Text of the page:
Recently I have been struggling to find a steady stream of fresh malware samples to play with. Originally I had an educational research agreement with VirusTotal to gain access to their awesome Intelligence community which allows me to create my own YARA rules for catching samples. Unfortunately, this contract has expired and I do not foresee a new one any time soon.
That said, I decided it was about time I go hunting for my own samples...well...more like let the samples come to me. I took it upon myself to set up my own small honeypot network on a couple of EC2 instances (Thanks Amazon for the free credit :D ). On these instances I have deployed the Modern Honeypot Network to help manage my fake services.
My SensorsBeing new to running my own honeypots, I decided to get as much bang-for-my-buck as I could on my two EC2 instances. One instance is running as my MHN Master while the other is my MHN slave with multiple sensors and services deployed ready to log malicious traffic. A quick overview of my setup view the MHN admin UI is below:
As you can see I'm running quite a few services: P0f, Kippo, glastopf, snort, and dionea. Asides from Kippo, this is my first experience using any of these honeypot services but MHN makes it super easy to deploy these as sensor by offering scripts to handle the setup and configuration for you. After that just a few tweaks are needed to make sure the sensors are relaying all of the logging information to the Master server properly.
The ResultsWithin MINUTES of deploying my sensors I was raking in the attack logs. Isn't the wild internet great? I was very impressed with the results and speed. It's been about two days now and I have decided I would share some attack overview thus far.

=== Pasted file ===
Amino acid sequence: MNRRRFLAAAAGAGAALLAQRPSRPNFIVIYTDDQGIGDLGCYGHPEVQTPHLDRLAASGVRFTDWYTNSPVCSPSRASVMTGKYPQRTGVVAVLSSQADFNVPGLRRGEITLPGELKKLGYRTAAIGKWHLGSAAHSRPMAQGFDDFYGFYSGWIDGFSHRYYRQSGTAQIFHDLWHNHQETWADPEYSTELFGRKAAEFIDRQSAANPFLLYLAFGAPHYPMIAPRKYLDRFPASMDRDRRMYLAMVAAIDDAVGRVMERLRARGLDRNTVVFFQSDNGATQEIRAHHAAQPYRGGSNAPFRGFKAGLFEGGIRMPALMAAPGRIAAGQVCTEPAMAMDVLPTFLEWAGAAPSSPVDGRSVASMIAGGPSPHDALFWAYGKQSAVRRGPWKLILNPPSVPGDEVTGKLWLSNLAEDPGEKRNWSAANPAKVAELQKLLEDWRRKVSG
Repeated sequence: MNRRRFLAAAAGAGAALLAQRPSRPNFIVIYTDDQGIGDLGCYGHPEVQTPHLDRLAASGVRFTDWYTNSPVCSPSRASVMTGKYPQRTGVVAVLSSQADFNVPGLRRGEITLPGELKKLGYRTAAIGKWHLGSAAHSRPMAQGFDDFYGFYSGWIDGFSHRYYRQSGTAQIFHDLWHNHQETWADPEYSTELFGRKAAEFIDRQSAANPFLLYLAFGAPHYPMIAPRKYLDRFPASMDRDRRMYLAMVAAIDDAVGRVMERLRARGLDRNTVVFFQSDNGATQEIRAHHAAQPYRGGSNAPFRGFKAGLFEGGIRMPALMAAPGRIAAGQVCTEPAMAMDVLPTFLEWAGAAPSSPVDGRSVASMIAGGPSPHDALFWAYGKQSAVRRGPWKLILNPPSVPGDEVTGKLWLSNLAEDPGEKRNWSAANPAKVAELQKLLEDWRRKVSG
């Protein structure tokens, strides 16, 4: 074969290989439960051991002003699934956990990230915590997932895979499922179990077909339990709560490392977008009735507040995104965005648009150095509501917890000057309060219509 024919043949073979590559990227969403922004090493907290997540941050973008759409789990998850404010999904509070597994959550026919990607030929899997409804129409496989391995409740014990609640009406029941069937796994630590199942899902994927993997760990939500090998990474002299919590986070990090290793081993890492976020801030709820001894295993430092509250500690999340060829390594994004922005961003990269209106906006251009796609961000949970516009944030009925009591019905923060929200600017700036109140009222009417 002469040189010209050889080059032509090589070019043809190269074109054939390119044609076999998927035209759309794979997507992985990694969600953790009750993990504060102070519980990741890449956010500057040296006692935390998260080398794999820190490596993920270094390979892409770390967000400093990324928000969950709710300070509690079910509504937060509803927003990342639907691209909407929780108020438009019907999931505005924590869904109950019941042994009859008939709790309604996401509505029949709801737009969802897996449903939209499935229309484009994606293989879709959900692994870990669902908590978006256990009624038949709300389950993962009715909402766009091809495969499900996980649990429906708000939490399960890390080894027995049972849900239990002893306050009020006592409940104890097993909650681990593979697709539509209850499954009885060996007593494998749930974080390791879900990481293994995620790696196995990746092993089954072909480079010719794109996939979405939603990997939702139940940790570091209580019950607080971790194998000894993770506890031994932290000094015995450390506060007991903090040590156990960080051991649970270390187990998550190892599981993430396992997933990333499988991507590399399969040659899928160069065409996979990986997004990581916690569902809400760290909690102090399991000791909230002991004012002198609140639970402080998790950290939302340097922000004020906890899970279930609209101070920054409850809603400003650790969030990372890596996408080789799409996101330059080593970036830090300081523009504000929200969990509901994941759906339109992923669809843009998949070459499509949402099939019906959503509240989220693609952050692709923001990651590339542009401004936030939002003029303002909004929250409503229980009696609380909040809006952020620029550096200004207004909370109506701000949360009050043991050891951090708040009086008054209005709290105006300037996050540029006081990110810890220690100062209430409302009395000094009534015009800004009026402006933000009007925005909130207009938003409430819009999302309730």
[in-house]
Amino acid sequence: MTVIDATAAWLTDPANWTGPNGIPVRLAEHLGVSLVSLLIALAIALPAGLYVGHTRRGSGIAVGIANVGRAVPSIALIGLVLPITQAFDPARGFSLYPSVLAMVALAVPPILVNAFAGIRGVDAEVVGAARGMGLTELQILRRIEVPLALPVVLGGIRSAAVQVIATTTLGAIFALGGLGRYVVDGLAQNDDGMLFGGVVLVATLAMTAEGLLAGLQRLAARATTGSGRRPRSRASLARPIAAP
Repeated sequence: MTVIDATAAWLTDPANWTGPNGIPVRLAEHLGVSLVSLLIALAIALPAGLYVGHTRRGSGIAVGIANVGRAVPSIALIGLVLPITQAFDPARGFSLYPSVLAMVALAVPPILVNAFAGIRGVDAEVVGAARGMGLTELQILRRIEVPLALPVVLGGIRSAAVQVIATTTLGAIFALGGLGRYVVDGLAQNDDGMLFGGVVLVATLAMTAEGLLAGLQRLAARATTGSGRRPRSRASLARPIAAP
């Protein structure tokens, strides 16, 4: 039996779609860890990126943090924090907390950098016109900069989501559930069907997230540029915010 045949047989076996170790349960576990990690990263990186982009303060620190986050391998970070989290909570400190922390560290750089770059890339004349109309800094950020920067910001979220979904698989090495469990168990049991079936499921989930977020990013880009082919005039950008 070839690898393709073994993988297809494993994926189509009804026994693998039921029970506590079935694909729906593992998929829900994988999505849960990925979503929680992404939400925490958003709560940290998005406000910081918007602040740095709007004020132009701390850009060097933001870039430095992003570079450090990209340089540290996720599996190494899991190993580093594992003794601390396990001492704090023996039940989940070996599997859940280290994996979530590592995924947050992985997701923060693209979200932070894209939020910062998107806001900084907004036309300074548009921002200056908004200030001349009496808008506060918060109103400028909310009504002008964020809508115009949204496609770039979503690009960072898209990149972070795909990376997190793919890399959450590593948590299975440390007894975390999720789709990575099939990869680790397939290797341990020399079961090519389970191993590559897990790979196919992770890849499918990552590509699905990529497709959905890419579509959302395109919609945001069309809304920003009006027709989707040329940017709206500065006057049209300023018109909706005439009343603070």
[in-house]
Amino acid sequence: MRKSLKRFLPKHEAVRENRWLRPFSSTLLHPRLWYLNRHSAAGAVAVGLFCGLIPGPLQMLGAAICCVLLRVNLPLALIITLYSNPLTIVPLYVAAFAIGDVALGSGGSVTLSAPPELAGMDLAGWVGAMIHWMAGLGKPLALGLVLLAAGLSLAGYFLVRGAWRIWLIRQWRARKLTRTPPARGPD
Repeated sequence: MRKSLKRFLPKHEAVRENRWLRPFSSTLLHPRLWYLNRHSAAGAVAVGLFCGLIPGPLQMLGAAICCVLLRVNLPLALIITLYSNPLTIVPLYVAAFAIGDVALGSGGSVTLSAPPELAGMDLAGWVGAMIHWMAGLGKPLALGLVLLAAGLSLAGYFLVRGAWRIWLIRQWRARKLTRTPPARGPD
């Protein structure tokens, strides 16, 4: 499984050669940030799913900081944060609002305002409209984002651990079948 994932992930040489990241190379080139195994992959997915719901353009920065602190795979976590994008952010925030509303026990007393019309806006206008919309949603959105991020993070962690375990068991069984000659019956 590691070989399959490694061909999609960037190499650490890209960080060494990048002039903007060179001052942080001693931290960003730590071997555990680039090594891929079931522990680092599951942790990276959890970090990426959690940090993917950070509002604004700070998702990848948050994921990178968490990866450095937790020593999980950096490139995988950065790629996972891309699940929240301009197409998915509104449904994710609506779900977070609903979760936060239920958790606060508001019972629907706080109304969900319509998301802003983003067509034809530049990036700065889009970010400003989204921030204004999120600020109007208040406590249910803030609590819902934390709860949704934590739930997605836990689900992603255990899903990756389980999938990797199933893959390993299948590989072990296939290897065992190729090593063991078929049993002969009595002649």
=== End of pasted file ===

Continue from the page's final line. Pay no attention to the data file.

As you can see...the attacks are plentiful and in just the last 24 hours I have eaten 480 hits. What's nice about MHN is that it aggregates all of the relevant information onto a single dashboard. It even allows for easy viewing of payload information such as SNORT triggers and GET requests:
My final favorite feature of MHN is the Kippo graph reports. Kippo is simply an SSH honeypot that logs attempted logins and attacks. What's nice about MHN is that it will give a quick overview of the top attacker IPs and user:password combinations.
ConclusionWhile I have not yet captured any actual malware binaries (dionea's capture feature), I have already learned quite a bit about not only running my own honeypots, but also the nature of internet attacks in the wild. It's only been a few days but I am already starting to see a pattern in attack times and spikes in traffic that seems to hint at botnets carrying out the majority of these attacks. If this is the case then it is quite clear that malicious actors or leveraging their infected zombies as spreaders, essentially a botnet internet worm. In time I hope to gather more information from this new setup and perhaps even build analysis charts with Kibana and Elasticsearch to confirm my hypothesis.